Harriet Klausner
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Format: Hardcover
My father has been passionate about fishing for as long as I can remember. I never have been. I didn't have the patience and lets face it, if you're not catching fish, then you're standing there holding a stick dangling string into a monumental body of water. As I've gotten older (and wiser?), I try to fish with my father whenever possible and, preconceived notions aside, I'm really enjoying myself. Consequently, when I ran across Ian Frazier's new offering, THE FISH'S EYE, I immediately purchased a copy for both my father and myself (reading is a passion we share). I thought I might glean some insight into an experienced fisherman's psyche as I read this set of 17 essays and thus, a snapshot of my father's fishing experiences. The essays, written by Mr. Frazier over the last 20+ years and presented in chronological order, present the reader with Frazier's experiences in the fishing life....and his experiences have been wide and varied.
As an incredible admission, this reader had no clue that there were people who actually fished in New York City proper (it just didn't seem to fit) but Frazier sets this misnomer to rest in his first essay, "Anglers." Here, he describes his experiences of observing and listening to a few of those throwing their lines into one of six ponds in the City's park system near Harlem Meer.
One of the better and more detailed essays is "An Angler at Heart." This essay details the story of Jim Deren, the owner of Anglers Roost, in none other than New York City! Frazier tells of his many conversations with Deren as he frequents The Roost. This 47-page essay is actually several essays rolled into one, all featuring Deren and his experiences in the fishing life.
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Format: Hardcover
I'm not sure that anyone's ever adequately explained the fact that fishing, baseball, boxing, golf, and horse racing have produced nearly every page of worthwhile sports writing. Baseball has more truly great writing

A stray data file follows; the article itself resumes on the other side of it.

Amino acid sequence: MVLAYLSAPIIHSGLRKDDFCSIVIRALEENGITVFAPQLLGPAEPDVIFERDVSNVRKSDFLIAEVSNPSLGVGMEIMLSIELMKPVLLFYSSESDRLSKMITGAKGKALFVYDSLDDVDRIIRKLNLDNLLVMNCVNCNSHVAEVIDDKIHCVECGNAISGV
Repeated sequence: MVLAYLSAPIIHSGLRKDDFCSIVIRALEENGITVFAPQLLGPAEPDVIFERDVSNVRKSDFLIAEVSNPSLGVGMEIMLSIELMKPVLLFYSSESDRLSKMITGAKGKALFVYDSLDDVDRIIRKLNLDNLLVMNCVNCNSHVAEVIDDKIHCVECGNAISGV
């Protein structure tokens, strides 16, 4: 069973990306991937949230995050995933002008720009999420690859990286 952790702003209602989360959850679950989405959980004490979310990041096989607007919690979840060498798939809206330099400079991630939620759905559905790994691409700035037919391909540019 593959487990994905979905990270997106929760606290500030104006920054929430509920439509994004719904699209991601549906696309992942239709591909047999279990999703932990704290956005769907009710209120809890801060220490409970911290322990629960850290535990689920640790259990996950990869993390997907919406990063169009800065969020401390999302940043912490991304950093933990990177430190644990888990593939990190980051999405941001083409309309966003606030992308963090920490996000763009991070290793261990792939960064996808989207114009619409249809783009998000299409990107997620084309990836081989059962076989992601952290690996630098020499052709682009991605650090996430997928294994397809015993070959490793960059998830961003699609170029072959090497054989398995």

than the others--from songs and poems, like Take Me Out to the Ballgame and Casey at the Bat; to daily journalism, like Red Smith's Miracle at Coogan's Bluff; to essays, like John Updike's Hub Fans Bid Kid Adieu;
to classic novels like Bang the Drum Slowly; to even great B-movies, like It Happens Every Spring--but fishing literature offers perhaps the most consistently high quality of writing (I don't think it has many songs,
poems, or movies and only a handful of worthwhile novels).
The great Red Smith of course excelled in writing about all of these sports and his fishing essays are marvelous. Robert Traver--perhaps best remembered now for Anatomy of a Murder, with its fishing-mad
attorney--wrote a number of great essays, collected in Trout Magic and Trout Madness. Nowadays, John Gierach seems incapable of putting pen to paper without producing an amusing fishing tale. All in all,
there's an embarrassment of riches to choose from. It seems not too much to say that you can grab nearly any collection of fishing essays and find writing of a high standard. In fact, it may be looking a gift horse in the
mouth, but there's so much good writing about fishing that it takes on a certain sameness--all those magnificent trout rising to the mayfly hatches in Montana and Idaho start to blend together at some point. So,
though it seem perverse, it takes more than "just" great writing to get at least this casual fan to grab a new fishing book. An author'd better have a well-barbed hook, to haul us in.